Jet lag can be a problem for travelers who are crossing several time zones. Although it is not a serious condition, jet lag can make it hard for you to enjoy your vacation for the first few days. For business travelers, who may be expected to travel long distances and start work immediately after arrival, jet lag can affect mood, ability to concentrate, and physical and mental performance. Fortunately, you can take steps to minimize the effects of jet lag.
Exercise, eat a healthful diet, and get plenty of rest.
A few days before you leave, start going to bed an hour or two later than usual (before traveling west) or earlier than usual (before traveling east) to shift your body’s clock.
Break up a long trip with a short stop in the middle, if possible.
Avoid large meals, alcohol, and caffeine.
Drink plenty of water.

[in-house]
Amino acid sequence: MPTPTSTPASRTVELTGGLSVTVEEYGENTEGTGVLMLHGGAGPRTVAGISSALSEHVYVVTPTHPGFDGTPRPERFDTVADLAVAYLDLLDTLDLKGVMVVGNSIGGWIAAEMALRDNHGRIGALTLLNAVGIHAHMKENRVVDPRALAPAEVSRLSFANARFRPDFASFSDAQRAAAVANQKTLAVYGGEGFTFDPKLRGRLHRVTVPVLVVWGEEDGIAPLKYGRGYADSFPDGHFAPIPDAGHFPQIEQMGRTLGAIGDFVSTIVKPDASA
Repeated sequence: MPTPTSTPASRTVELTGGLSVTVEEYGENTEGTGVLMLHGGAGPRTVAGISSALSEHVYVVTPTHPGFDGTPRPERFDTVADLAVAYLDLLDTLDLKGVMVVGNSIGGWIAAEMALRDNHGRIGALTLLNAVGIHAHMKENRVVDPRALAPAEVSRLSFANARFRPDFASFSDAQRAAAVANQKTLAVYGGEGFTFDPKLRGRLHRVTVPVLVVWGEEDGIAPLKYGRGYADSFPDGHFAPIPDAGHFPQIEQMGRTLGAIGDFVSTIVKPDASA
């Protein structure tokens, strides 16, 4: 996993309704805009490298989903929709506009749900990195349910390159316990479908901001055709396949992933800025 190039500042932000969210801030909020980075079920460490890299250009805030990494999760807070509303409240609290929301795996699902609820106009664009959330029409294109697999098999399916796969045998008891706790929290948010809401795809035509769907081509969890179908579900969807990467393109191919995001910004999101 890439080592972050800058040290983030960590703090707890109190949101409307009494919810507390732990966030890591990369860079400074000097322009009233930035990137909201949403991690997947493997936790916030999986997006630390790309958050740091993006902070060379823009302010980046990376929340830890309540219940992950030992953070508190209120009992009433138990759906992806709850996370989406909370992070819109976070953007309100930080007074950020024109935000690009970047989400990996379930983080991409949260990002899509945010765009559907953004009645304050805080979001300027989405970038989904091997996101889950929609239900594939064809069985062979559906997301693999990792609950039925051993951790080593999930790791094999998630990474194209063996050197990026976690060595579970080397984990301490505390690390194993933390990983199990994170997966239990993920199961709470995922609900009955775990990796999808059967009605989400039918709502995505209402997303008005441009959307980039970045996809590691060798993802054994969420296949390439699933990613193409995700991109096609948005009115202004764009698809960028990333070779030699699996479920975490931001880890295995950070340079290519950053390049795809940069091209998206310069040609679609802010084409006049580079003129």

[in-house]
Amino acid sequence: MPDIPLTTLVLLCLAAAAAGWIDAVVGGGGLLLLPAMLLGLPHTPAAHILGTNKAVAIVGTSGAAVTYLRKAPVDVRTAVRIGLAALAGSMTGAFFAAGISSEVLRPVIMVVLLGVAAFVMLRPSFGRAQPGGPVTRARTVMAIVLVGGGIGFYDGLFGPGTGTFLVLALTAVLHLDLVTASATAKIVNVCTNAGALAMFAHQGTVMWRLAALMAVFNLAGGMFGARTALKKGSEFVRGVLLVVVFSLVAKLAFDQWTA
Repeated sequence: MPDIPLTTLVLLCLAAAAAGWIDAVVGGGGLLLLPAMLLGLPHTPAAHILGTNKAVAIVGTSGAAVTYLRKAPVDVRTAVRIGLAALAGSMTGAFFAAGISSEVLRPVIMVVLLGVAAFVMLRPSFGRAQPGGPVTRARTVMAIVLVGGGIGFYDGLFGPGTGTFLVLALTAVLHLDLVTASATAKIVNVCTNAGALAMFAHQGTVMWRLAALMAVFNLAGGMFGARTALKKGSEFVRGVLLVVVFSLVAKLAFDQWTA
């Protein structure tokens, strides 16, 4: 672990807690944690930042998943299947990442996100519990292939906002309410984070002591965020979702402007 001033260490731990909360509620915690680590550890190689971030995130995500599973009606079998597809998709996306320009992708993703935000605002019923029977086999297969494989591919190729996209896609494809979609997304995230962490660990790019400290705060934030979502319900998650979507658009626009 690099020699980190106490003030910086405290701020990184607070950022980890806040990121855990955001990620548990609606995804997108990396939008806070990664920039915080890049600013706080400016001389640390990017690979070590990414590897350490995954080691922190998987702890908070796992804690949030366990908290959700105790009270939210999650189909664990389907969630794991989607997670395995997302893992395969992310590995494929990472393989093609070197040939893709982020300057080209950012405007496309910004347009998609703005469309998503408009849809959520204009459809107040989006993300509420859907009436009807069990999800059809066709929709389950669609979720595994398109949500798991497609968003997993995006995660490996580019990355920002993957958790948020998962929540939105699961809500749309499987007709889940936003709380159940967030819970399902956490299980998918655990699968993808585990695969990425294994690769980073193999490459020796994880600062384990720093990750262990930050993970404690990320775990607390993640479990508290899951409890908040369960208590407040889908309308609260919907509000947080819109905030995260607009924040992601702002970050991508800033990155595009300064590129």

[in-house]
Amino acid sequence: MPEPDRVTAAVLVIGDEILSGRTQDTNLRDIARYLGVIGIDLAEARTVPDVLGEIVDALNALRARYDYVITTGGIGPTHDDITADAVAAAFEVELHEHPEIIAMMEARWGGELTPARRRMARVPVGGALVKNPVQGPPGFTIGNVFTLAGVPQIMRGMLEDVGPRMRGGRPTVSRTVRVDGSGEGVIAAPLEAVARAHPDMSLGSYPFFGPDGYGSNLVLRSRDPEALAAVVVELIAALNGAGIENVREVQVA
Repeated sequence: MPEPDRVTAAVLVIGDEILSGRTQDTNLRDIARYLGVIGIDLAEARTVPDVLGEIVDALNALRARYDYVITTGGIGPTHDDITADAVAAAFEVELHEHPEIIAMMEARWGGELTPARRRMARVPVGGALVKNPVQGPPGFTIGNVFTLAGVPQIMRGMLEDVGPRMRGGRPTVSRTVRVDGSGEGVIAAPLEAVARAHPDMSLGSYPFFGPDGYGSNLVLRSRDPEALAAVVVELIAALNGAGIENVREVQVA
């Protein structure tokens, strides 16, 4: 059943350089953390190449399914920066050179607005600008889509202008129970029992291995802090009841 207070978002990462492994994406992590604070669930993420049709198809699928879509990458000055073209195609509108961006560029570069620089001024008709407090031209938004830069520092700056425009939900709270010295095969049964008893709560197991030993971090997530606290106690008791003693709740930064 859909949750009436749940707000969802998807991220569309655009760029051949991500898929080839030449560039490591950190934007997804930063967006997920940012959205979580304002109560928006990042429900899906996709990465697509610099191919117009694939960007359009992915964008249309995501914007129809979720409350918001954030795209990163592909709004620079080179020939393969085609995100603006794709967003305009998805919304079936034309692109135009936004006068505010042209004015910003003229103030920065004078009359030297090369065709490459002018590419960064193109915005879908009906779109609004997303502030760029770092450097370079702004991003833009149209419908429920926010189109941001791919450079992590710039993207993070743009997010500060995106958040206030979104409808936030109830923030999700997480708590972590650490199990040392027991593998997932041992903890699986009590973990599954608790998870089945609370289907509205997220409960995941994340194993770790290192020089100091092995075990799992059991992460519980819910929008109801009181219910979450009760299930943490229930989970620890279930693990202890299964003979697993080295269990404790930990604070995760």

On long flights, get up and walk around periodically.
Sleep on the plane, if you can.
After You Arrive
Don’t make any important decisions the first day.
Eat meals at the appropriate local time.
Spend time in the sun.
Drink plenty of water, and avoid excess alcohol or caffeine.
If you are sleepy during the day, take short naps (20–30 minutes) so you can still sleep at night.
Talk to your doctor about taking medicine to help you sleep at night.
Content source: Centers for Disease Control and Prevention
National Center for Emerging and Zoonotic Infectious Diseases (NCEZID)
Division of Global Migration and Quarantine (DGMQ)